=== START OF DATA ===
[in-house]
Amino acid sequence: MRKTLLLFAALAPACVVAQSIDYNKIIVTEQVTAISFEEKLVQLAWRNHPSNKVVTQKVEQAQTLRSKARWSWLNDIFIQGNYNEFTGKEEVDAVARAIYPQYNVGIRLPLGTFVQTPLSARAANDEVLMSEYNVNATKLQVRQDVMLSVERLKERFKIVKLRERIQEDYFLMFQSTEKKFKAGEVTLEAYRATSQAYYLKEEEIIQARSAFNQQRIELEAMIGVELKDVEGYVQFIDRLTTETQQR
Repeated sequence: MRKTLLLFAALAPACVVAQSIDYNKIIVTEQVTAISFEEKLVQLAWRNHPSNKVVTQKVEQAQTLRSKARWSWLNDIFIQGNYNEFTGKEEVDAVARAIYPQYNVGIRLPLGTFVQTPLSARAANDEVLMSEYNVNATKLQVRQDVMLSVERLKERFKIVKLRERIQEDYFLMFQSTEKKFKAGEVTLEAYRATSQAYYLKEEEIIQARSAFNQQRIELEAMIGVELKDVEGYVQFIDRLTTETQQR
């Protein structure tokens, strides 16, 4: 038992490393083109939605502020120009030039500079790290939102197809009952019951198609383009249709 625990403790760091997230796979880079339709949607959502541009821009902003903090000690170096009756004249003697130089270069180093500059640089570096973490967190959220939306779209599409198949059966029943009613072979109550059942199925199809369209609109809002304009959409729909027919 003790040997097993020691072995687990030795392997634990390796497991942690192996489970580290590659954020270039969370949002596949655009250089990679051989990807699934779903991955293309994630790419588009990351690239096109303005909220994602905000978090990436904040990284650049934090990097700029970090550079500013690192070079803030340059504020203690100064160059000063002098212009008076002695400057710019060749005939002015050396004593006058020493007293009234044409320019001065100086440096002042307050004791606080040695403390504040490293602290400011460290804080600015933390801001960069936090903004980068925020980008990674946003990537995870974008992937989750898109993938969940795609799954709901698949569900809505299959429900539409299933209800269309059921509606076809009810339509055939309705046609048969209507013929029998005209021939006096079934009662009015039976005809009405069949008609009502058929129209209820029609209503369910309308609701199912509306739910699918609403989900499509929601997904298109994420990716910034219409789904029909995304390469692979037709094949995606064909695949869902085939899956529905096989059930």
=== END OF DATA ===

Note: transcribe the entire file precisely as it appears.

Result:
[in-house]
Amino acid sequence: MRKTLLLFAALAPACVVAQSIDYNKIIVTEQVTAISFEEKLVQLAWRNHPSNKVVTQKVEQAQTLRSKARWSWLNDIFIQGNYNEFTGKEEVDAVARAIYPQYNVGIRLPLGTFVQTPLSARAANDEVLMSEYNVNATKLQVRQDVMLSVERLKERFKIVKLRERIQEDYFLMFQSTEKKFKAGEVTLEAYRATSQAYYLKEEEIIQARSAFNQQRIELEAMIGVELKDVEGYVQFIDRLTTETQQR
Repeated sequence: MRKTLLLFAALAPACVVAQSIDYNKIIVTEQVTAISFEEKLVQLAWRNHPSNKVVTQKVEQAQTLRSKARWSWLNDIFIQGNYNEFTGKEEVDAVARAIYPQYNVGIRLPLGTFVQTPLSARAANDEVLMSEYNVNATKLQVRQDVMLSVERLKERFKIVKLRERIQEDYFLMFQSTEKKFKAGEVTLEAYRATSQAYYLKEEEIIQARSAFNQQRIELEAMIGVELKDVEGYVQFIDRLTTETQQR
């Protein structure tokens, strides 16, 4: 038992490393083109939605502020120009030039500079790290939102197809009952019951198609383009249709 625990403790760091997230796979880079339709949607959502541009821009902003903090000690170096009756004249003697130089270069180093500059640089570096973490967190959220939306779209599409198949059966029943009613072979109550059942199925199809369209609109809002304009959409729909027919 003790040997097993020691072995687990030795392997634990390796497991942690192996489970580290590659954020270039969370949002596949655009250089990679051989990807699934779903991955293309994630790419588009990351690239096109303005909220994602905000978090990436904040990284650049934090990097700029970090550079500013690192070079803030340059504020203690100064160059000063002098212009008076002695400057710019060749005939002015050396004593006058020493007293009234044409320019001065100086440096002042307050004791606080040695403390504040490293602290400011460290804080600015933390801001960069936090903004980068925020980008990674946003990537995870974008992937989750898109993938969940795609799954709901698949569900809505299959429900539409299933209800269309059921509606076809009810339509055939309705046609048969209507013929029998005209021939006096079934009662009015039976005809009405069949008609009502058929129209209820029609209503369910309308609701199912509306739910699918609403989900499509929601997904298109994420990716910034219409789904029909995304390469692979037709094949995606064909695949869902085939899956529905096989059930």